There’s a problem with big events and the surrounding books that tends to crop up. Instead of being structured like regular stories, events are usually structured around big moments, like “Civil War” going for, in the words of Mark Millar, a ‘fanboy orgasm’ with each issue. That means two things: supporting comics have a lot of gaps that they can fill in and certain characters have little to be expanded upon because of the demands of those big moments. Take Tony Stark for instance; in “Fear Itself” #4, he fell off the wagon, offering his sobriety up as a sacrifice to gain the attention of Odin and, here, in “Invincible Iron Man” #506, the reason for that is revealed. And not much else.
If Marvel’s teasers are to be believed, a group of heroes called the Mighty will turn up in “Fear Itself” to stand against the Serpent’s Worthy. Using that knowledge, it’s easy to see why this issue of “Invincible Iron Man” doesn’t seem to go anywhere. Stark makes his sacrifice and Odin takes him to the Dwarves that make weapons for Asgard, like Thor’s hammer, so Stark can make weapons for his fellow heroes to use against the forces of the Serpent. But, since the Mighty haven’t appeared yet, Stark can’t exactly make the weapons yet or give them to the heroes yet, can he? That leaves a comic that’s nothing more than a very short, very direct plot point (Stark enlists Dwarves to make weapons) and stretches it out to a full issue.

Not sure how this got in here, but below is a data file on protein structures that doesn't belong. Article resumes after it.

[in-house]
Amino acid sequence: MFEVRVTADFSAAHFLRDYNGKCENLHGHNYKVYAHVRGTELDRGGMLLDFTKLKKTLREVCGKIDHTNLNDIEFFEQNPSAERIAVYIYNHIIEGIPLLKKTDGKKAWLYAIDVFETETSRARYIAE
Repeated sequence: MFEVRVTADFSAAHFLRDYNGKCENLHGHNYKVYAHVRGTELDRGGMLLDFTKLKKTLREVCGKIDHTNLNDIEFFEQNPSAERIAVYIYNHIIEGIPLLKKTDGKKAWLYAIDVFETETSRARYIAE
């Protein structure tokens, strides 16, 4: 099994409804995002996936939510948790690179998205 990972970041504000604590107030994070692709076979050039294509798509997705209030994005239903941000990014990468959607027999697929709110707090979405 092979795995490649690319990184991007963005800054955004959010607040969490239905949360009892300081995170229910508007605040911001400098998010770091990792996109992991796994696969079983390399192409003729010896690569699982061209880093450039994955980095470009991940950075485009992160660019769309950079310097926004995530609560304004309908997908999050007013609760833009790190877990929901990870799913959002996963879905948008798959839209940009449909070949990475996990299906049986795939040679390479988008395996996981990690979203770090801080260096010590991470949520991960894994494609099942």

Stark working with the Dwarves could have been interesting and a journey to be enjoyed with no mind of the endpoint were it not for Matt Fraction’s decision to fill the Dwarves’ speech patterns with as may swear words as possible. Except, this isn’t a ‘mature readers’ comic, so all of the swearing is censored out using runes. That’s a clever way to avoid using the random symbols that comics often use and would work quite well if done in moderation. Instead, writing this comic like it was a lost episode of “Deadwood” makes reading the Dwarves’ dialogue tedious. What starts as a smart variation on censorship in comics quickly becomes a lame gimmick.
The issue has its bright spot in Pepper’s struggle with her obligation to the world during this crisis. She’s bristled against using her armor like other heroes, not wanting to engage in violent conflict, but also knows that, if she can help, she has an obligation to do so. However, so little time is spent with her that the subplot doesn’t get the room it needs to breathe. By placing such a large focus on Stark’s interactions with the Dwarves despite those interactions going nowhere, Fraction misses out on a better way to expand upon the events of “Fear Itself.”
The role of tie-in books during events is a tricky one. Some are left with large gaps that can be filled, while others are constrained by the mechanics of the event. What’s sadder is when there’s the potential in a comic to fill some of those big gaps and, instead, it spends an issue mostly treading water, running out the clock until it’s able to pull the trigger on a ‘big moment.’